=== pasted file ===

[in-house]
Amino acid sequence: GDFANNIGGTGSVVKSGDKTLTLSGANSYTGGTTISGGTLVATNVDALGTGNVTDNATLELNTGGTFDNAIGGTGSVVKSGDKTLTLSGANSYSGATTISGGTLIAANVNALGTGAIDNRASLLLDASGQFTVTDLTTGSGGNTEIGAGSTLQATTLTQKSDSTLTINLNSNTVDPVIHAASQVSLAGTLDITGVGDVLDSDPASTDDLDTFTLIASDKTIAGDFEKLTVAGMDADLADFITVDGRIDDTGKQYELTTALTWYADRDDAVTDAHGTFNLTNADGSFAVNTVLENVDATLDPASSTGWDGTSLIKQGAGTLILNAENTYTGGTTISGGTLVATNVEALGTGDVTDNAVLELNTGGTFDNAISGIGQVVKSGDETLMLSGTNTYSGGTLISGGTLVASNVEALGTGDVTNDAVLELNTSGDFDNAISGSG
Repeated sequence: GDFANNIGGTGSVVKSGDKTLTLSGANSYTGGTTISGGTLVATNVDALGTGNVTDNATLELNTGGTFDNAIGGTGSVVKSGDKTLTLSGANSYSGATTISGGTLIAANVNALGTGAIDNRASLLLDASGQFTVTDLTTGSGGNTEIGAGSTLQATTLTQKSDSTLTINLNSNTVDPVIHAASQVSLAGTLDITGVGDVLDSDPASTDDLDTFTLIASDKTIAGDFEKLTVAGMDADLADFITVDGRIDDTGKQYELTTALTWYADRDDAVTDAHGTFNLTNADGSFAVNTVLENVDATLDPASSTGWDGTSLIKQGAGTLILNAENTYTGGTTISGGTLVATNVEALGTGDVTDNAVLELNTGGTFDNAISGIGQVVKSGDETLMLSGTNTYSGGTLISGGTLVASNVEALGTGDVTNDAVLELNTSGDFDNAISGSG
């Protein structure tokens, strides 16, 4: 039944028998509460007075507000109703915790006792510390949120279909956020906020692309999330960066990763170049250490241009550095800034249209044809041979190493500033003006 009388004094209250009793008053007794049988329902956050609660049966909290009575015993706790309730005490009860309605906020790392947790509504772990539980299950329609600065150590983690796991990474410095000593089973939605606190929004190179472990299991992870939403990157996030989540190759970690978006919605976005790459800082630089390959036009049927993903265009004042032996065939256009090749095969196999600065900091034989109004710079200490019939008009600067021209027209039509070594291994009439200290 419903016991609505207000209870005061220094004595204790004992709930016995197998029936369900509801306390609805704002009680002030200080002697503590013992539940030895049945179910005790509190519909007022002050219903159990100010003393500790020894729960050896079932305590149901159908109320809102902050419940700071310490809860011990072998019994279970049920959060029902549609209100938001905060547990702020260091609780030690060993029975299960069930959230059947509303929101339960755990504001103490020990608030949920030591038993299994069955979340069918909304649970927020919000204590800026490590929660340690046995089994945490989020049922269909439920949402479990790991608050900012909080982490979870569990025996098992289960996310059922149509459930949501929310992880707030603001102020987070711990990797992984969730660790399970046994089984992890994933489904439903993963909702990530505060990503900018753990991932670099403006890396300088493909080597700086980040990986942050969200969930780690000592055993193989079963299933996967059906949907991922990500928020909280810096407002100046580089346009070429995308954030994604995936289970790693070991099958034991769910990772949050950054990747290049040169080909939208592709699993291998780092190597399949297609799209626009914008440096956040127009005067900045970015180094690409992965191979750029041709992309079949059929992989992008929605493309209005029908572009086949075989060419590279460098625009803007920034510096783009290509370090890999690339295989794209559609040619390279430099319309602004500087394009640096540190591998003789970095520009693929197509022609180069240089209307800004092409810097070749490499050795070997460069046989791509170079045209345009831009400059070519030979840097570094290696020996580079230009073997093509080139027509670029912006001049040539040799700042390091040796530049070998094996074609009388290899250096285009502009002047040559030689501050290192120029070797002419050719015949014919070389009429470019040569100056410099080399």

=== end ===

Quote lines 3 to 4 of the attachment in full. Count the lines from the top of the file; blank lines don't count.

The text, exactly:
Repeated sequence: GDFANNIGGTGSVVKSGDKTLTLSGANSYTGGTTISGGTLVATNVDALGTGNVTDNATLELNTGGTFDNAIGGTGSVVKSGDKTLTLSGANSYSGATTISGGTLIAANVNALGTGAIDNRASLLLDASGQFTVTDLTTGSGGNTEIGAGSTLQATTLTQKSDSTLTINLNSNTVDPVIHAASQVSLAGTLDITGVGDVLDSDPASTDDLDTFTLIASDKTIAGDFEKLTVAGMDADLADFITVDGRIDDTGKQYELTTALTWYADRDDAVTDAHGTFNLTNADGSFAVNTVLENVDATLDPASSTGWDGTSLIKQGAGTLILNAENTYTGGTTISGGTLVATNVEALGTGDVTDNAVLELNTGGTFDNAISGIGQVVKSGDETLMLSGTNTYSGGTLISGGTLVASNVEALGTGDVTNDAVLELNTSGDFDNAISGSG
């Protein structure tokens, strides 16, 4: 039944028998509460007075507000109703915790006792510390949120279909956020906020692309999330960066990763170049250490241009550095800034249209044809041979190493500033003006 009388004094209250009793008053007794049988329902956050609660049966909290009575015993706790309730005490009860309605906020790392947790509504772990539980299950329609600065150590983690796991990474410095000593089973939605606190929004190179472990299991992870939403990157996030989540190759970690978006919605976005790459800082630089390959036009049927993903265009004042032996065939256009090749095969196999600065900091034989109004710079200490019939008009600067021209027209039509070594291994009439200290 419903016991609505207000209870005061220094004595204790004992709930016995197998029936369900509801306390609805704002009680002030200080002697503590013992539940030895049945179910005790509190519909007022002050219903159990100010003393500790020894729960050896079932305590149901159908109320809102902050419940700071310490809860011990072998019994279970049920959060029902549609209100938001905060547990702020260091609780030690060993029975299960069930959230059947509303929101339960755990504001103490020990608030949920030591038993299994069955979340069918909304649970927020919000204590800026490590929660340690046995089994945490989020049922269909439920949402479990790991608050900012909080982490979870569990025996098992289960996310059922149509459930949501929310992880707030603001102020987070711990990797992984969730660790399970046994089984992890994933489904439903993963909702990530505060990503900018753990991932670099403006890396300088493909080597700086980040990986942050969200969930780690000592055993193989079963299933996967059906949907991922990500928020909280810096407002100046580089346009070429995308954030994604995936289970790693070991099958034991769910990772949050950054990747290049040169080909939208592709699993291998780092190597399949297609799209626009914008440096956040127009005067900045970015180094690409992965191979750029041709992309079949059929992989992008929605493309209005029908572009086949075989060419590279460098625009803007920034510096783009290509370090890999690339295989794209559609040619390279430099319309602004500087394009640096540190591998003789970095520009693929197509022609180069240089209307800004092409810097070749490499050795070997460069046989791509170079045209345009831009400059070519030979840097570094290696020996580079230009073997093509080139027509670029912006001049040539040799700042390091040796530049070998094996074609009388290899250096285009502009002047040559030689501050290192120029070797002419050719015949014919070389009429470019040569100056410099080399």